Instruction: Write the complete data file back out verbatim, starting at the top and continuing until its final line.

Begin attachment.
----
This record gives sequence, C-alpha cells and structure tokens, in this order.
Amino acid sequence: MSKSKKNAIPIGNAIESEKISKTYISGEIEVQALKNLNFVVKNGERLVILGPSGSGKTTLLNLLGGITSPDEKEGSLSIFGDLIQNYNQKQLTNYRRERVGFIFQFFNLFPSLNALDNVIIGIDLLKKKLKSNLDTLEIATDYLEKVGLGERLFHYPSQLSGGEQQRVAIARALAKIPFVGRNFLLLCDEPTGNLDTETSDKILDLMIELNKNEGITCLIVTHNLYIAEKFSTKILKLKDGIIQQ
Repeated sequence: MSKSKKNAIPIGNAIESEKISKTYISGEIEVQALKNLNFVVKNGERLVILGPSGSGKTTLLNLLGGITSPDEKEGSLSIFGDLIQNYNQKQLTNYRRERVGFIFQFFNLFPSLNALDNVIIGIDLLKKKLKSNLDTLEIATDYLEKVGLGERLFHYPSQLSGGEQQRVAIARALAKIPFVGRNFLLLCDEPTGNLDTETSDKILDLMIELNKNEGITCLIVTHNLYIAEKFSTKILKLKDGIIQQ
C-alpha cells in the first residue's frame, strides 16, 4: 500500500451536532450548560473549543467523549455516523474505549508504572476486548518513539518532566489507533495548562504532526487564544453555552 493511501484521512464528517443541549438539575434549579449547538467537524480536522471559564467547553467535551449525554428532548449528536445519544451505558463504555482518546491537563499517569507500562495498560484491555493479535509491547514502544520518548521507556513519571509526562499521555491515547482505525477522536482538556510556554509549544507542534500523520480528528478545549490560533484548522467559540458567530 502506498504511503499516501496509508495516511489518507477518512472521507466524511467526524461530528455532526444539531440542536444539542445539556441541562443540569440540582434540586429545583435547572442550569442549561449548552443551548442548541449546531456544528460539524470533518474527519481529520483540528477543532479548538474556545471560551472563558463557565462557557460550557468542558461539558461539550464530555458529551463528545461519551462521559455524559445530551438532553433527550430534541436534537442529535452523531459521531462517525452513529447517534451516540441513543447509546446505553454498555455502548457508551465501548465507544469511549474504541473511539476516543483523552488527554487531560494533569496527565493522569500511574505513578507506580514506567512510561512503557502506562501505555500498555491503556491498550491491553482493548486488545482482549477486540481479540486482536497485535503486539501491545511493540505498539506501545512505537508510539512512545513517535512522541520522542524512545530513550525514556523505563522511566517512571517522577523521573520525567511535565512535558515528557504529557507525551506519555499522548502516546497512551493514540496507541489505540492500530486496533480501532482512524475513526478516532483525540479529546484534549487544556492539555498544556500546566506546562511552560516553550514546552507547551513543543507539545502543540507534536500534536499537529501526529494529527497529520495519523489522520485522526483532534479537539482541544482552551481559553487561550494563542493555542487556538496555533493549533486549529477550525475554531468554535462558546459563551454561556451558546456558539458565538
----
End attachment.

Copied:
This record gives sequence, C-alpha cells and structure tokens, in this order.
Amino acid sequence: MSKSKKNAIPIGNAIESEKISKTYISGEIEVQALKNLNFVVKNGERLVILGPSGSGKTTLLNLLGGITSPDEKEGSLSIFGDLIQNYNQKQLTNYRRERVGFIFQFFNLFPSLNALDNVIIGIDLLKKKLKSNLDTLEIATDYLEKVGLGERLFHYPSQLSGGEQQRVAIARALAKIPFVGRNFLLLCDEPTGNLDTETSDKILDLMIELNKNEGITCLIVTHNLYIAEKFSTKILKLKDGIIQQ
Repeated sequence: MSKSKKNAIPIGNAIESEKISKTYISGEIEVQALKNLNFVVKNGERLVILGPSGSGKTTLLNLLGGITSPDEKEGSLSIFGDLIQNYNQKQLTNYRRERVGFIFQFFNLFPSLNALDNVIIGIDLLKKKLKSNLDTLEIATDYLEKVGLGERLFHYPSQLSGGEQQRVAIARALAKIPFVGRNFLLLCDEPTGNLDTETSDKILDLMIELNKNEGITCLIVTHNLYIAEKFSTKILKLKDGIIQQ
C-alpha cells in the first residue's frame, strides 16, 4: 500500500451536532450548560473549543467523549455516523474505549508504572476486548518513539518532566489507533495548562504532526487564544453555552 493511501484521512464528517443541549438539575434549579449547538467537524480536522471559564467547553467535551449525554428532548449528536445519544451505558463504555482518546491537563499517569507500562495498560484491555493479535509491547514502544520518548521507556513519571509526562499521555491515547482505525477522536482538556510556554509549544507542534500523520480528528478545549490560533484548522467559540458567530 502506498504511503499516501496509508495516511489518507477518512472521507466524511467526524461530528455532526444539531440542536444539542445539556441541562443540569440540582434540586429545583435547572442550569442549561449548552443551548442548541449546531456544528460539524470533518474527519481529520483540528477543532479548538474556545471560551472563558463557565462557557460550557468542558461539558461539550464530555458529551463528545461519551462521559455524559445530551438532553433527550430534541436534537442529535452523531459521531462517525452513529447517534451516540441513543447509546446505553454498555455502548457508551465501548465507544469511549474504541473511539476516543483523552488527554487531560494533569496527565493522569500511574505513578507506580514506567512510561512503557502506562501505555500498555491503556491498550491491553482493548486488545482482549477486540481479540486482536497485535503486539501491545511493540505498539506501545512505537508510539512512545513517535512522541520522542524512545530513550525514556523505563522511566517512571517522577523521573520525567511535565512535558515528557504529557507525551506519555499522548502516546497512551493514540496507541489505540492500530486496533480501532482512524475513526478516532483525540479529546484534549487544556492539555498544556500546566506546562511552560516553550514546552507547551513543543507539545502543540507534536500534536499537529501526529494529527497529520495519523489522520485522526483532534479537539482541544482552551481559553487561550494563542493555542487556538496555533493549533486549529477550525475554531468554535462558546459563551454561556451558546456558539458565538